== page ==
DuPage County State’s Attorney takes first step towards legal action against clerk’s office

In a memo to DuPage County Board Chair Deborah Conroy on May 7, DuPage County Clerk Jean Kaczmarek threatened to instruct the State’s Attorney to commence legal action if invoices approved by her office were not submitted and approved by the County Treasurer.

One week later, the DuPage County State’s Attorney’s Office is in the process of drafting a civil complaint against the clerk’s office, according to State’s Attorney Communications Manager Paul Darrah.

Kaczmarek came under scrutiny of the county board last month after a letter, drafted by board member James Zay, District 6, urged Conroy to arrange an inquiry into $265,000 in no-bid contracts approved by the clerk’s office.

“We are concerned that the clerk’s office is not following Illinois state law and continues to not listen to or take the legal advice of our state’s attorney office,” the letter said. “This issue of the clerk not working with the county has come to a tipping point and now we are talking about hundreds of thousands of ‘taxpayers money’ that have no oversight or transparency.”

Kaczmarek refused the board call to answer questions about her office’s conduct, resulting in confusion and frustration within the county government.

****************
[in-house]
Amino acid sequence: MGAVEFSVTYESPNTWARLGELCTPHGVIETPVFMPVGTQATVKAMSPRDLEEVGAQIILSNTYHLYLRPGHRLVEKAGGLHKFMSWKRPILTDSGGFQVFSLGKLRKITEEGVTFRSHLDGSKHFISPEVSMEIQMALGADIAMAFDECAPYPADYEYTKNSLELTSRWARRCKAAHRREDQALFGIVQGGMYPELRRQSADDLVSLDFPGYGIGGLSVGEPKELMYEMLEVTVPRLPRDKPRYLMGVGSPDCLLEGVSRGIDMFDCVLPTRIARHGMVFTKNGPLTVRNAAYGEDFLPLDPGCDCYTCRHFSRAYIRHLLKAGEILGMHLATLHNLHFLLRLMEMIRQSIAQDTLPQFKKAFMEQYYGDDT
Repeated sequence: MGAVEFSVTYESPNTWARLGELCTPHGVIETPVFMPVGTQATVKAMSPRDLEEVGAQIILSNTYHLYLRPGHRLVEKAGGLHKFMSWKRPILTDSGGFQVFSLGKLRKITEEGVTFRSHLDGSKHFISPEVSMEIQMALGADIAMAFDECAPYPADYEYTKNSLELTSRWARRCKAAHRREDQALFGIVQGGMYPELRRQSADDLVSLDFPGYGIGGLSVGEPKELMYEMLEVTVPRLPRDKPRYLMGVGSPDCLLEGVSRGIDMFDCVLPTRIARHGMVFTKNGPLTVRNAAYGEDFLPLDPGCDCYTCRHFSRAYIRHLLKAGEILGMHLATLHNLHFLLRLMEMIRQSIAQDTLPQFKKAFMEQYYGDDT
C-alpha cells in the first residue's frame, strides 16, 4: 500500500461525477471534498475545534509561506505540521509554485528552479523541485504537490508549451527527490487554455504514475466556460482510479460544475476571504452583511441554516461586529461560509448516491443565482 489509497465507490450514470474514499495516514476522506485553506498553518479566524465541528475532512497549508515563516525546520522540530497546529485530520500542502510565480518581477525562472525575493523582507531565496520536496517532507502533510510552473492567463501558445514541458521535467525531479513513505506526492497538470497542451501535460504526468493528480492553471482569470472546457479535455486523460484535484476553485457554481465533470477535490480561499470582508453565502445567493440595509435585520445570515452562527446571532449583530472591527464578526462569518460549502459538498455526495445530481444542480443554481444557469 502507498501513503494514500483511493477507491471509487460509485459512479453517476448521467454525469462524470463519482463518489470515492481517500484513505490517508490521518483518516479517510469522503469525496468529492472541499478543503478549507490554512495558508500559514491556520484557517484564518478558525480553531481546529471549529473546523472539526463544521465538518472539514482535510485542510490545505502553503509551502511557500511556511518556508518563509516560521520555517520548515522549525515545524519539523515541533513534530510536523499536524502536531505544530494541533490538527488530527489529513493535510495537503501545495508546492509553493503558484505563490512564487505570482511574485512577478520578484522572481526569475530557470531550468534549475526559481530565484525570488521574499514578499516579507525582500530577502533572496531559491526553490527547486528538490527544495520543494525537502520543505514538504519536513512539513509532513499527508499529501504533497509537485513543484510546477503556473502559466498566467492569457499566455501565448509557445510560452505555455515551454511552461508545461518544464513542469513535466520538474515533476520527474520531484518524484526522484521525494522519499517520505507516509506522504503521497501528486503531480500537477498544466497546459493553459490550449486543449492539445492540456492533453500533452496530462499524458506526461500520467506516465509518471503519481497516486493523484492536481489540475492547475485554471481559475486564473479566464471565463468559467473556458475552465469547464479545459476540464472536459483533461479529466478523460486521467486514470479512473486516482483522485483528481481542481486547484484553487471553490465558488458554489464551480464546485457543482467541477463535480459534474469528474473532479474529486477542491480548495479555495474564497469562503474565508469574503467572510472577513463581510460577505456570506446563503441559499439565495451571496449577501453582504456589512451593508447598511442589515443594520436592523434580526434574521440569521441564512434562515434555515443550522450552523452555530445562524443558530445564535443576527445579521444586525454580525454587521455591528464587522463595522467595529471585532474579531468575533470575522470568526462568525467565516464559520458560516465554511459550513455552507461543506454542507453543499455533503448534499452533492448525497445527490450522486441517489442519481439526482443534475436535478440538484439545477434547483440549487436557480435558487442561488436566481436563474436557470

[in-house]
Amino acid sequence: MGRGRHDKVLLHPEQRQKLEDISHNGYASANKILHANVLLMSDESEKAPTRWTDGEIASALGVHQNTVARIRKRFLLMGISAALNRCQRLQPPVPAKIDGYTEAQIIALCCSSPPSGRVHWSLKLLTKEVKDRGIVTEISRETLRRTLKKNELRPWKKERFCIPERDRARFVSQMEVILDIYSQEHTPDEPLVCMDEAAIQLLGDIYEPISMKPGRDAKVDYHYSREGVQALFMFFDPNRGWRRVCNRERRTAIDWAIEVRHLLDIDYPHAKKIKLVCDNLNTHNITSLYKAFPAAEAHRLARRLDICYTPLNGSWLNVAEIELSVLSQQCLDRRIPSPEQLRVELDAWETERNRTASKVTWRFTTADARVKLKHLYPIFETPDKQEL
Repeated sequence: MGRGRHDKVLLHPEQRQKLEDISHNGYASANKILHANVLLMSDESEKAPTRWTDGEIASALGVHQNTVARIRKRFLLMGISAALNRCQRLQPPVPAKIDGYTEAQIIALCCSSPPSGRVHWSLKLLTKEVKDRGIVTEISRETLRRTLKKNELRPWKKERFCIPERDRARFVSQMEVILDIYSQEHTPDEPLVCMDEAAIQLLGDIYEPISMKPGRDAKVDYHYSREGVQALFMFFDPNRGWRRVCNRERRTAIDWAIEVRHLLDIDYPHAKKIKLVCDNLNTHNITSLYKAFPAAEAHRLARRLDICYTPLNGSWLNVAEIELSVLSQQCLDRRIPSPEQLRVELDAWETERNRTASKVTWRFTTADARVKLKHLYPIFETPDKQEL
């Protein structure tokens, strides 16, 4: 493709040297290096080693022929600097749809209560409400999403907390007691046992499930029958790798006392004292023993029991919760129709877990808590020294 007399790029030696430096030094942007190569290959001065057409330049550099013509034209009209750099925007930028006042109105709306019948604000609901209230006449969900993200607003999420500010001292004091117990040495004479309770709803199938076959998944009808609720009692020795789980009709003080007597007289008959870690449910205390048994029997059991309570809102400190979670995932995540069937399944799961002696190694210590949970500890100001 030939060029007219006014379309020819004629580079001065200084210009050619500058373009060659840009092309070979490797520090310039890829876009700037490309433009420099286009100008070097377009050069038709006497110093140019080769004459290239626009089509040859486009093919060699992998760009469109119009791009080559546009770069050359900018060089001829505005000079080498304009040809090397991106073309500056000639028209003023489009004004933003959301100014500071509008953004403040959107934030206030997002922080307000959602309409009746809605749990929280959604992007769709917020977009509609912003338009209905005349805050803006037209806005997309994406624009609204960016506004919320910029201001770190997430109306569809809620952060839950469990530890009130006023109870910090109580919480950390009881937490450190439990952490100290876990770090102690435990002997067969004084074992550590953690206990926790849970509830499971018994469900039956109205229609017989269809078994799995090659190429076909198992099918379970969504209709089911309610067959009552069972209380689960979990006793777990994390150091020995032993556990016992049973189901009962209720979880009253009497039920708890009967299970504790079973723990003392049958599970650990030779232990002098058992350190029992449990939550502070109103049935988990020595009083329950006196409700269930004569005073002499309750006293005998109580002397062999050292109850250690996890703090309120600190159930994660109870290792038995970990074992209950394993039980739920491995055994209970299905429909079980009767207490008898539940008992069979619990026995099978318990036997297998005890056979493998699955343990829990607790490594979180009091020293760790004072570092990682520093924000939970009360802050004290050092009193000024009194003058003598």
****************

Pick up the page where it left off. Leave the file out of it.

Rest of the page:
Caught in the middle are the vendors contracted by the clerk’s office, whose services cannot be paid without a signature from Kaczmarek and Adam Johnson, the chief deputy county clerk.

Conroy, in a memo sent to Kaczmarek on May 8, cited four invoices totaling nearly $224,000 that could not be paid without action from the clerk’s office, including $189,949 to Truly Engaging, a printing company contracted to supply mailing material related to the ​​March 19 primary election.

“We faithfully did the work as soon as we received the signed purchase order from DuPage County,” Truly Engaging CEO Brenda Baird-Watterson said during the County Board meeting this Tuesday. “Whoever has the legal authority… please pay your bills, pay us, and pay those that are waiting as well.”

To pay for Truly Engaging’s contract, the clerk and deputy clerk need to sign the invoice and provide a description of services provided, Conroy said in an interview following Tuesday’s board meeting.

“This Board should not be in a situation where bills are not being paid, and this falls directly on [the clerk’s office], regardless of the procurement situation,” Conroy said. “These are signatures and a process that was set up by the clerk so this needs to be done.”

Kaczmarek, in her letter to Conroy, attached an informal opinion from last April, by Illinois Attorney General Kwame Raoul, in which he affirms county clerks are granted “exclusive control over the internal operations of their offices,” and their expenses may not be limited by their county’s board.

“DuPage County has ignored the legal guidance of the Illinois Attorney General’s Office for years, and the County’s improper practices must end,” Kaczmarek said in the letter. “It is my hope that we can finally move past these disputes, pay vendors for services rendered, and focus on performing our respective statutory duties for the residents of DuPage County.”

There has been no further contact between the clerk’s office and members of the county board since May 8, Conroy said. Neither Conroy nor the State’s Attorney’s office could not provide details on when the civil action will be filed.

“We are moving forward with the next steps because we have no choice,” Conroy said.